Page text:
Butterville Overview

 

Town of New Paltz Hamlet Histories: Butterville

 

Butterville, or Oleynuit (Dutch for butternut, after the numerous butternut trees that grew in the area) encompasses present day Canaan, Mountain Rest and Butterville Roads. The area was divided into twelve long narrow lots and distributed among the patentee families between 1738 and 1739, however it was not settled until the early 19th century[1].  These lots started at the eastern edge of an elevated plateau that created the western edge of the Wallkill River. This forms the western portion of the Wallkill flood plain that extends to Mohonk Mountain.

One of the first settlers of Butterville was David Hasbrouck who built the home that resides at 102 Butterville Rd. According to the 1800 Census, he lived there with his wife, six children and one slave. The one surviving barn associated with this property has been converted to a private residence at 104 Butterville Rd. Early settler Abram Steen was one of the first inhabitants to take advantage of the rich soil of the area for agricultural use. Around 1830 his nursery became known for providing pear, plum, peach, apple and cherry trees for neighboring towns.

Other industries also blossomed in Butterville. The Humpho Creek, located near the center of Butterville, supported a gristmill in the vicinity of 47 Butterville Rd. A tannery was located at 106/108 Mountain Rest Road and a blacksmith shop was established as part of this growing community.

Beginning in 1843 a school house operated on land occupied by the home at 5 Butterville Road. The building was part of “Common School District #2” of the Town of New Paltz and classes were taught there until 1953. That same year it was put up for auction and later demolished. The present home that exists on the property was built three years later and reported to be constructed with portions of the original wood from the schoolhouse.  The Quaker religion had a profound impact on the settlement of Butterville and became known as “The Quaker Neighborhood”*. A meeting house was constructed in the 1820s and Butterville saw an influx of Quakers over the next ten years. The Ruger family bought the land in the early 1900s after the Quakers discontinued meeting there. By 1940 they had also purchased the meeting house and had it torn down. It was later rebuilt as a private residence. The Quaker cemetery is associated with the meetinghouse but family plots (such as the Freer graveyard) remained associated with their respective families.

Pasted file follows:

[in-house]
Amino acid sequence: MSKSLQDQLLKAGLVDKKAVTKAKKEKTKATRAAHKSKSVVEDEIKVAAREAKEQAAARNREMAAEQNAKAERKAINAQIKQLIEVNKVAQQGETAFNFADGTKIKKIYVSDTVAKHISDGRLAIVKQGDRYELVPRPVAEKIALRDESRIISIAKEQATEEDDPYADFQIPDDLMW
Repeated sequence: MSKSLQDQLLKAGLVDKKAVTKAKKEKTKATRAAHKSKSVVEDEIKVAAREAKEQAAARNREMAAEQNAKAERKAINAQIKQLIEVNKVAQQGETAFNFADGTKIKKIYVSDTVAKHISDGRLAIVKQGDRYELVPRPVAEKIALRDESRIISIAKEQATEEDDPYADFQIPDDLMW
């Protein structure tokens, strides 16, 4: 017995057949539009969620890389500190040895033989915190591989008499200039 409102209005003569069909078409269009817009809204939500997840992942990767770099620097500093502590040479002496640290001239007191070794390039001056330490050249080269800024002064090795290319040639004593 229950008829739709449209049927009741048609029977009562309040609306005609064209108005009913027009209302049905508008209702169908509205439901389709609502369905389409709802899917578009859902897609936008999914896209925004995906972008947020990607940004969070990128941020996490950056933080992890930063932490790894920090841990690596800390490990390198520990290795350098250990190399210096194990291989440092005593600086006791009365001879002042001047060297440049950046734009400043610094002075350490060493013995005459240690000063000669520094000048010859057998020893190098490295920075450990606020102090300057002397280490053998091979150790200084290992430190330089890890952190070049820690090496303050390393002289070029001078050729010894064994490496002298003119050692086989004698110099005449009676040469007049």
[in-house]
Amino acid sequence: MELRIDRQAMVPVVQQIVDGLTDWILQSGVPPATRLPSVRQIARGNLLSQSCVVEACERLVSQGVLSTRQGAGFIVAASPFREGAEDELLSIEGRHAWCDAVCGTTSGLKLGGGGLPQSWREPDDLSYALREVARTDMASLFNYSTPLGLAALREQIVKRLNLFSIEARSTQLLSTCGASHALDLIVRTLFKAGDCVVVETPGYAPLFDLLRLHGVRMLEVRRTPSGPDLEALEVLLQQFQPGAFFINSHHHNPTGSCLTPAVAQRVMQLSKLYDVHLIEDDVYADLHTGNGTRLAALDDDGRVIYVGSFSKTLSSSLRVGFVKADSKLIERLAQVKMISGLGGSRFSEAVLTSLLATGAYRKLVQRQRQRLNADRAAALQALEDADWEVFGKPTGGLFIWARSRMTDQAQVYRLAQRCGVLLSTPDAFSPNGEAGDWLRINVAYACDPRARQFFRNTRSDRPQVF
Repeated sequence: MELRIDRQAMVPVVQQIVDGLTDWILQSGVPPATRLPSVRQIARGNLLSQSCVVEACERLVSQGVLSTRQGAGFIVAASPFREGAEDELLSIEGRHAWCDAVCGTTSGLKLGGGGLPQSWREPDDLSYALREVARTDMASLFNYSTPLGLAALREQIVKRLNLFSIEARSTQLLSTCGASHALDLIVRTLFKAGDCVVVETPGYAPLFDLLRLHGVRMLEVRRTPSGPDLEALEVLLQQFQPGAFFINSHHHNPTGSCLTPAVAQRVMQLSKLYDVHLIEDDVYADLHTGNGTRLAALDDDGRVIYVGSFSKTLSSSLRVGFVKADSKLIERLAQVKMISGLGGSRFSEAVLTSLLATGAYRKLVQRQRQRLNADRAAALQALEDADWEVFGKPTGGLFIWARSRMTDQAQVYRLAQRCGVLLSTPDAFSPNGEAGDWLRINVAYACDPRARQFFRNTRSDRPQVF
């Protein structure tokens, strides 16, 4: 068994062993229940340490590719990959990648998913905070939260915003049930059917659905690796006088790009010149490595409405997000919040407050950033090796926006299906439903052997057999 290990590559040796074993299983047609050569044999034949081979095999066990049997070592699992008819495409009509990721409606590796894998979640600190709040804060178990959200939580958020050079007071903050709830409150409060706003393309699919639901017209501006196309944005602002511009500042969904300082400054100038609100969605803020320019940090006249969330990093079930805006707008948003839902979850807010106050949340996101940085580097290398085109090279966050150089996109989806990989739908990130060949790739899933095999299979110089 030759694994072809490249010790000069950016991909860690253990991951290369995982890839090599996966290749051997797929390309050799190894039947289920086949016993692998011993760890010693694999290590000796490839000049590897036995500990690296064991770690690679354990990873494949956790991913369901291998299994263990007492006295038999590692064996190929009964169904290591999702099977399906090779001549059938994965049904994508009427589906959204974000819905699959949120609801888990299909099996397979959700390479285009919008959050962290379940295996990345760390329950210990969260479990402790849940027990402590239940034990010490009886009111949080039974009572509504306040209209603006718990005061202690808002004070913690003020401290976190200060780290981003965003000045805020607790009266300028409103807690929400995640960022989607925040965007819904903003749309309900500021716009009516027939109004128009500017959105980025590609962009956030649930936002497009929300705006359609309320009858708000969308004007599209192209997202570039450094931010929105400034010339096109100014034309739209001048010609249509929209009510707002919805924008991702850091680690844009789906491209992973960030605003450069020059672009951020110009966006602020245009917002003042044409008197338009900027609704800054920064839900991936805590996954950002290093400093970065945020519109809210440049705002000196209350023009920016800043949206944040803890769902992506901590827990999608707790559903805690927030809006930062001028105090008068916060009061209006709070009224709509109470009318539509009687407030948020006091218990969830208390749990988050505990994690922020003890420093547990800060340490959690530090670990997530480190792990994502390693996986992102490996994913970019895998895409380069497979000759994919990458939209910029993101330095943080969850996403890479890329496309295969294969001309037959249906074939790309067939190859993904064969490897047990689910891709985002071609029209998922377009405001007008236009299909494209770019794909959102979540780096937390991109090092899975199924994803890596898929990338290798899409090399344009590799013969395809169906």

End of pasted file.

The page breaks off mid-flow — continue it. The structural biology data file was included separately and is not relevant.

Improved transportation resulted in further expansion. A new road was constructed in the early 19th century through Butterville to elevate the post road above the Wallkill flood plain (present day Albany Post Road). The most dynamic change to the Butterville area occurred between 1890 and 1918, with the buying of farm property by Albert Smiley and the construction of the New York City Aqueduct. Both of these events resulted in the displacement of many old Huguenot and Quaker families and the conversion of their homes as boarding houses and facilities for the aqueduct workers. Further changes occurred with the establishment of Camp Fort Orange in World War One, when soldiers from the New York State Guard were stationed there to protect the water supply from a possible German poison attack. Although these troops were not involved in combat, many suffered from the Spanish Influenza outbreak. The current appearance of Butterville is the result of the large purchasing of land by Albert Smiley for the Mohonk Mountain House, which later became the Mohonk Preserve, and the construction of the aqueduct during the late 19th and early 20th centuries.

 

 



* LeFevre, Ralph. A History of New Paltz, New York and its Old Families . 2nd. Albany, NY: Fort Orange Press, 1909. 213-215. Print.

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